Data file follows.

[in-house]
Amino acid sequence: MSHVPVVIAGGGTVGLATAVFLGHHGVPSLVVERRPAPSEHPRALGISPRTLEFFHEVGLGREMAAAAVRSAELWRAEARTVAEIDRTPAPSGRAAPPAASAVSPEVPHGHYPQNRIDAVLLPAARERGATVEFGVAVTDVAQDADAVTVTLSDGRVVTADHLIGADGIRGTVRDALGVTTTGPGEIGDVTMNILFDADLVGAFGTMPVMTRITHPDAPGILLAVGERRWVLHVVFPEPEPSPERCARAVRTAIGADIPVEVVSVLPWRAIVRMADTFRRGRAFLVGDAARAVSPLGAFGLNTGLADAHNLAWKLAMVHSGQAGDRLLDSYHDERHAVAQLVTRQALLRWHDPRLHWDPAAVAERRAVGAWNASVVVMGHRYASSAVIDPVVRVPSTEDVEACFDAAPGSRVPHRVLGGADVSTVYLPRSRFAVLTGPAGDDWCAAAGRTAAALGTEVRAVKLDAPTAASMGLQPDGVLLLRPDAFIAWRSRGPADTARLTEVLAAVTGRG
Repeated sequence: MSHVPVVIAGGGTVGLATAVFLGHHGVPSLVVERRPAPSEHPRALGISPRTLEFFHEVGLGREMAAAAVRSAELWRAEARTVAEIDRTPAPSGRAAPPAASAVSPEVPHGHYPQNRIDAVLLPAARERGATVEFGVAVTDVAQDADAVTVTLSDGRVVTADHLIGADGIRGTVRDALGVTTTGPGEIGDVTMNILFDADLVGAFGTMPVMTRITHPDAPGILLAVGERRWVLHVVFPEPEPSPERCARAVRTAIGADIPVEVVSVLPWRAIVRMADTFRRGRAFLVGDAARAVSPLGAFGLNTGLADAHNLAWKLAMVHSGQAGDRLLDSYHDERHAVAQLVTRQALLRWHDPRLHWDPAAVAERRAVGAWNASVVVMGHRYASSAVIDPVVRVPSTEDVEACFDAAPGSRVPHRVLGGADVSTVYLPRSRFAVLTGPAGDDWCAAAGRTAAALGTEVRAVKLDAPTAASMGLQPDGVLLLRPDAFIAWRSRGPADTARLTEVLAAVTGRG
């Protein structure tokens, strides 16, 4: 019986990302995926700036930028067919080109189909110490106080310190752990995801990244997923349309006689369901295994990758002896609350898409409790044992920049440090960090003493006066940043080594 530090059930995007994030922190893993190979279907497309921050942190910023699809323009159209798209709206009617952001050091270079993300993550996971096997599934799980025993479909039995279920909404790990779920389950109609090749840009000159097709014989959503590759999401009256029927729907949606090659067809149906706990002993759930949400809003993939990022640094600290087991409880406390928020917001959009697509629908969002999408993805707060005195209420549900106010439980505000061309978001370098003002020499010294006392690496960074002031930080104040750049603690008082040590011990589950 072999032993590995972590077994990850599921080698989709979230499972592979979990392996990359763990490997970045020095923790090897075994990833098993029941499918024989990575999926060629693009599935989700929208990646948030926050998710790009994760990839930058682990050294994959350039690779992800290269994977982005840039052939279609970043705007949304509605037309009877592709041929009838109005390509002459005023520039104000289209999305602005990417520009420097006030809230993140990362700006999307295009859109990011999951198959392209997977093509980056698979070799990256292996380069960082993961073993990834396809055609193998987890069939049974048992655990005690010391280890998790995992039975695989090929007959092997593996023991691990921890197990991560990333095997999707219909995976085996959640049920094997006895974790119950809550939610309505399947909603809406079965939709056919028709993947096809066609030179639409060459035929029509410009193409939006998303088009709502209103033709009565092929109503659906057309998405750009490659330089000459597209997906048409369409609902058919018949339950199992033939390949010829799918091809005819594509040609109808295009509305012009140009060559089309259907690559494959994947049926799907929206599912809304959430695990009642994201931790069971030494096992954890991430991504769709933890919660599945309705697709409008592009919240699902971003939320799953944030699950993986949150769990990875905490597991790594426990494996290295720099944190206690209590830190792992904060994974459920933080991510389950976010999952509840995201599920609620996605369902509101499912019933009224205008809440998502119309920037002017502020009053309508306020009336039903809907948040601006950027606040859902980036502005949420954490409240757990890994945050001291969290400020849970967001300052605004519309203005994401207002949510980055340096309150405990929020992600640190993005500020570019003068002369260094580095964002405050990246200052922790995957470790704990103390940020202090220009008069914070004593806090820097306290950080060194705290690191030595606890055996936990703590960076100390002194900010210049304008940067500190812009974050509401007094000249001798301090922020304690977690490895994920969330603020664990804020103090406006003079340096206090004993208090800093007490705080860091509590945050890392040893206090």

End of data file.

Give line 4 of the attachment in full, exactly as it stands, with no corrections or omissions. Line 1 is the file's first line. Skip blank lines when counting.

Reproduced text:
């Protein structure tokens, strides 16, 4: 019986990302995926700036930028067919080109189909110490106080310190752990995801990244997923349309006689369901295994990758002896609350898409409790044992920049440090960090003493006066940043080594 530090059930995007994030922190893993190979279907497309921050942190910023699809323009159209798209709206009617952001050091270079993300993550996971096997599934799980025993479909039995279920909404790990779920389950109609090749840009000159097709014989959503590759999401009256029927729907949606090659067809149906706990002993759930949400809003993939990022640094600290087991409880406390928020917001959009697509629908969002999408993805707060005195209420549900106010439980505000061309978001370098003002020499010294006392690496960074002031930080104040750049603690008082040590011990589950 072999032993590995972590077994990850599921080698989709979230499972592979979990392996990359763990490997970045020095923790090897075994990833098993029941499918024989990575999926060629693009599935989700929208990646948030926050998710790009994760990839930058682990050294994959350039690779992800290269994977982005840039052939279609970043705007949304509605037309009877592709041929009838109005390509002459005023520039104000289209999305602005990417520009420097006030809230993140990362700006999307295009859109990011999951198959392209997977093509980056698979070799990256292996380069960082993961073993990834396809055609193998987890069939049974048992655990005690010391280890998790995992039975695989090929007959092997593996023991691990921890197990991560990333095997999707219909995976085996959640049920094997006895974790119950809550939610309505399947909603809406079965939709056919028709993947096809066609030179639409060459035929029509410009193409939006998303088009709502209103033709009565092929109503659906057309998405750009490659330089000459597209997906048409369409609902058919018949339950199992033939390949010829799918091809005819594509040609109808295009509305012009140009060559089309259907690559494959994947049926799907929206599912809304959430695990009642994201931790069971030494096992954890991430991504769709933890919660599945309705697709409008592009919240699902971003939320799953944030699950993986949150769990990875905490597991790594426990494996290295720099944190206690209590830190792992904060994974459920933080991510389950976010999952509840995201599920609620996605369902509101499912019933009224205008809440998502119309920037002017502020009053309508306020009336039903809907948040601006950027606040859902980036502005949420954490409240757990890994945050001291969290400020849970967001300052605004519309203005994401207002949510980055340096309150405990929020992600640190993005500020570019003068002369260094580095964002405050990246200052922790995957470790704990103390940020202090220009008069914070004593806090820097306290950080060194705290690191030595606890055996936990703590960076100390002194900010210049304008940067500190812009974050509401007094000249001798301090922020304690977690490895994920969330603020664990804020103090406006003079340096206090004993208090800093007490705080860091509590945050890392040893206090």